Auto repair

The auto repair company ABQ will be acquired by the national chain

Glenn Lucero examines a vehicle engine at Quanz Auto Body’s Rio Rancho location on Tuesday. (Matt Hollinshead / Rio Rancho Watcher)

As much as he considers it a “disappointment” to drop a local name for his establishment, Quanz Auto Body President Adam Quanz saw many opportunities for continued growth and expansion by joining Crash Champions.

Crash Champions, a national chain operating in 17 states, this week announced the acquisition of Quanz Auto Body, an Albuquerque-based company with three Duke City locations and one Rio Rancho location, as part of its expansion in the Southwest. .

“Our industry is consolidating at a very high and rapid rate. Our plan was never to sell, it’s just something that has happened over the past few months. A lot of things made sense, ”Quanz said. “We’re in exactly the same boat with all the other businesses in our community and across the country; you can’t find people, people don’t want to work. And the costs of everything are skyrocketing. … These large companies can absorb a large part of these costs. The insurance relationships that we rely on over the years have changed, and there are a lot more performance-based contracts with insurance companies that are costing us money.

As of Monday, Quanz said his business will officially become Crash Champions, but expects it will take several more months for signage to change on buildings.

Quanz Auto Body, which started its business in 1980, offers services such as painting and bodywork, bumper damage repair and hail damage repair.

On Tuesday, Calvyn Encinias scratched the panel of a red Honda Civic at Quanz Auto Body’s Rio Rancho location. (Matt Hollinshead / Rio Rancho Watcher)

Crash Champions CEO Matt Ebert said New Mexico would be the first state in the Southwest to offer Crash Champions locations, adding that his business would eventually expand elsewhere in that region.

“We’re going right now from Missouri to Colorado through California, when you look at the footprint of the states we’re in right now. So we kind of have gaps on the map,” he said.

He also said that Quanz’s business model aligns with Crash Champions.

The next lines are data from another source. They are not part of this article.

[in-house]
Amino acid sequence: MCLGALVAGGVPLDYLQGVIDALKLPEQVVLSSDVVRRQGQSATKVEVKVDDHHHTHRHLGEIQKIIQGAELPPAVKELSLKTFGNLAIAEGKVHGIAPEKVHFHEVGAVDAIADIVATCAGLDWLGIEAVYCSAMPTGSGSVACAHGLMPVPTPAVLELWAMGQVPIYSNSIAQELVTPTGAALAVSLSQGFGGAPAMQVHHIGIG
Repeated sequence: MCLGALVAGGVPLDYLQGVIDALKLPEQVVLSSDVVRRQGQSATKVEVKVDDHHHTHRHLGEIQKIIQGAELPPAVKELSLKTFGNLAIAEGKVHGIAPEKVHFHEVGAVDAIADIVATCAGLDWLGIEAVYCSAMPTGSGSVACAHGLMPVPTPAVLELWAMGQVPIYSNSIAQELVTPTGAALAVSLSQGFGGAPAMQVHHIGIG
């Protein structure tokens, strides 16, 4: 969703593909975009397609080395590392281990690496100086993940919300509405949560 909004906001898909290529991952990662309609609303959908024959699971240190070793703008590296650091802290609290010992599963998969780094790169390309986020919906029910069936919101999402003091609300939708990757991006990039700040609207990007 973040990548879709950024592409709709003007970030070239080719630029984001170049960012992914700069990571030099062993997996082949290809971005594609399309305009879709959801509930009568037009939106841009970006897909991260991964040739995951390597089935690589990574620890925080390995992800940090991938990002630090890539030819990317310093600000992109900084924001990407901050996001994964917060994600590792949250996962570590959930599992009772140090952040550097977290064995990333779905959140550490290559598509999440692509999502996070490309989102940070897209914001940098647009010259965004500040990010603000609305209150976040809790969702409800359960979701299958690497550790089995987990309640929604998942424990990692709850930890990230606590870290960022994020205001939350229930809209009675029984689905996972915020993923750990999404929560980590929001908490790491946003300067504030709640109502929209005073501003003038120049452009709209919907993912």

“They are very focused on the satisfaction of their customers. They have a lot of happy customers. They also have many insurance partners who are happy with the results they get from Quanz. Just like us, they do late model collision repairs, as opposed to, say, a restoration shop, ”Ebert said, adding that his company and Quanz Auto Body were also focusing on manufacturing certification for repairs and Training.

Quanz said there were challenges in dealing with the “extreme highs and some extreme lows” of running a business during the pandemic.

He also said it has become difficult to compete as a local business due to some challenges New Mexico faces relative to neighboring states.

Ultimately, Quanz said he was interested in the opportunity to grow and strengthen a statewide presence. He said the benefits of the acquisition include offering nationwide repair warranties and additional customer service resources.

“I’m going to tell you, Crash Champions is going to grow in this market and in the state, and it’s going to happen very quickly,” Quanz said, adding that it will expand to other locations in New Mexico outside of New Mexico. of the metro Albuquerque region in 2022.

Quanz said he will serve as the New Mexico COO for Crash Champions, while his brothers will hold various roles.

“We will continue to operate essentially as is. It’s just a name change, with more financial support and more resources, ”he said.

He also said that the people inside the stores, relationships with insurance companies, manufacturer certifications, quality of repairs and existing buildings would remain, adding that the only difference was to replace the Quanz logos with Crash Champions logos.